If the temperature in an area increases by 50 degrees, a 100ft plane of drywall would expand by over ½”. A gypsum board wall 300 ft long would see an expansion of over 1” if the relative humidity were to change from 10% to 50%.
If control joints are overlooked or not installed properly, drywall expands and leads to cracking.
While drywall cracking cannot be entirely avoided, control joints protect gypsum board from cracking due to normal movement expected during the lifetime of a building.
Where Are Drywall Control Joints Needed?
Most manufacturers and standard specifications share the same installation points for control joints.
- Walls: Control joints should be installed in walls or partitions that run in an uninterrupted, straight plane exceeding 30 feet. USG recommends if there is perimeter relief, you can space up to 50 feet.
- Ceilings: In interior ceilings, control joints should be installed in intervals of 30 feet, extended to 50 feet if the interior ceiling has perimeter relief. If specific stress points occur at intervals of less than 30 feet in these internal ceilings, the control joints may be installed at a lesser interval. Control joints should follow the same 30-foot interval rule in exterior ceilings and soffits.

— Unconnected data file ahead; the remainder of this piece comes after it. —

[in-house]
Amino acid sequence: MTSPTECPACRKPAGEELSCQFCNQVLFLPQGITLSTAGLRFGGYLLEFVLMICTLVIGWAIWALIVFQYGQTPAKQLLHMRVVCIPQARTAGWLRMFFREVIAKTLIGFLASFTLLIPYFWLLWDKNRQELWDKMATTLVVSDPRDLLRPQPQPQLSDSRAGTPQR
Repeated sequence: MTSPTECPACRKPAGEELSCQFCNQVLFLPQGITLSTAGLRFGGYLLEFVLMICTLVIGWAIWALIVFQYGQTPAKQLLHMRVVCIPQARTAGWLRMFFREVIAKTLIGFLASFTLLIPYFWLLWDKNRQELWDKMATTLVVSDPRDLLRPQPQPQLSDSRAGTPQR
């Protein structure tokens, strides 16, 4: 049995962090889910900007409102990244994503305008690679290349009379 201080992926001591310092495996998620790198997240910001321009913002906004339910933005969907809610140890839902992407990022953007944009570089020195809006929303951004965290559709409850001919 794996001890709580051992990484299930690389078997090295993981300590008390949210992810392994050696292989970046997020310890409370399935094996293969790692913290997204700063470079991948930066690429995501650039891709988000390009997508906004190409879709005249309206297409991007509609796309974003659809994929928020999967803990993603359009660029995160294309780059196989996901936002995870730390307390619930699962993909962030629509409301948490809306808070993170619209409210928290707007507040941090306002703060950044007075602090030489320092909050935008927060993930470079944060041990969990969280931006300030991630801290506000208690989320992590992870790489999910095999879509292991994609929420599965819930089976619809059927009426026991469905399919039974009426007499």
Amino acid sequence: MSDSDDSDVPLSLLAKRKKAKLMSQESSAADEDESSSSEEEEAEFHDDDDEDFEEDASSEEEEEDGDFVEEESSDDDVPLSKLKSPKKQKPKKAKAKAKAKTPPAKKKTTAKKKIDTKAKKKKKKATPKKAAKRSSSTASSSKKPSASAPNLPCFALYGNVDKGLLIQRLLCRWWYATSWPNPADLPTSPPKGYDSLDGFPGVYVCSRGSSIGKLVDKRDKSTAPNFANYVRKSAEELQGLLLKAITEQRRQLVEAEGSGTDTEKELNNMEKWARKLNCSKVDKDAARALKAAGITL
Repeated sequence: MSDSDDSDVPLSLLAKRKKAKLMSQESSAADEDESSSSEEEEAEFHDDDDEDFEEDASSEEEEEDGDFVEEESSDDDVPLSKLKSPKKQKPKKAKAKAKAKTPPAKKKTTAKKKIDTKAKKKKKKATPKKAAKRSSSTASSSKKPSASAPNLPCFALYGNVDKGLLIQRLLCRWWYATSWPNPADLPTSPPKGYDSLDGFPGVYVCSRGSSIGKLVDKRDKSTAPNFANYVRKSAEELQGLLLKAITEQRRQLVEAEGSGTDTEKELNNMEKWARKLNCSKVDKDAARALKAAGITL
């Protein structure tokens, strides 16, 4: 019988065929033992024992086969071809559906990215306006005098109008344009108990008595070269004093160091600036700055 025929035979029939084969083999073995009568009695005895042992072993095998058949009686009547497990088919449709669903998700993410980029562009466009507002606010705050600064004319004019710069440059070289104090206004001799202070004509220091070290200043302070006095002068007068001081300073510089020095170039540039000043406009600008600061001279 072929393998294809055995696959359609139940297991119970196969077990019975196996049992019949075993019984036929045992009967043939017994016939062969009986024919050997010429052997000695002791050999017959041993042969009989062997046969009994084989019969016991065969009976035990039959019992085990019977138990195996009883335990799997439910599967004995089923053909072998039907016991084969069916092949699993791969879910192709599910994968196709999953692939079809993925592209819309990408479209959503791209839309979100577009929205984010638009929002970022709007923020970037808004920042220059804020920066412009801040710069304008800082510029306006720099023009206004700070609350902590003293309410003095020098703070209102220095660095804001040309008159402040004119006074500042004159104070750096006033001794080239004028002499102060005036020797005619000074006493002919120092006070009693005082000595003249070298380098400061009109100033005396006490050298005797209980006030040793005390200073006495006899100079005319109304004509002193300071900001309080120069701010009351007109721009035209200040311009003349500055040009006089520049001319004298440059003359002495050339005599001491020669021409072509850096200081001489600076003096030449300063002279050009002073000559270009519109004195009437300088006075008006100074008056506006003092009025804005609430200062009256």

- Where specified: The architect should identify other control joint installation points on building plans. These spots may include where partitions, walls, or ceilings traverse a construction joint, where ceiling framing members change direction, intersections of rectangular areas, etc.
Types of Drywall Control Joints
Control joints can take several different forms.
Because they are, by definition, a predetermined space set into long, linear expanses of gypsum panels, they can be an open gap. However, leaving a gap between sheetrock joints isn’t cosmetically appealing and would require covering with trim and a lot of joint compound.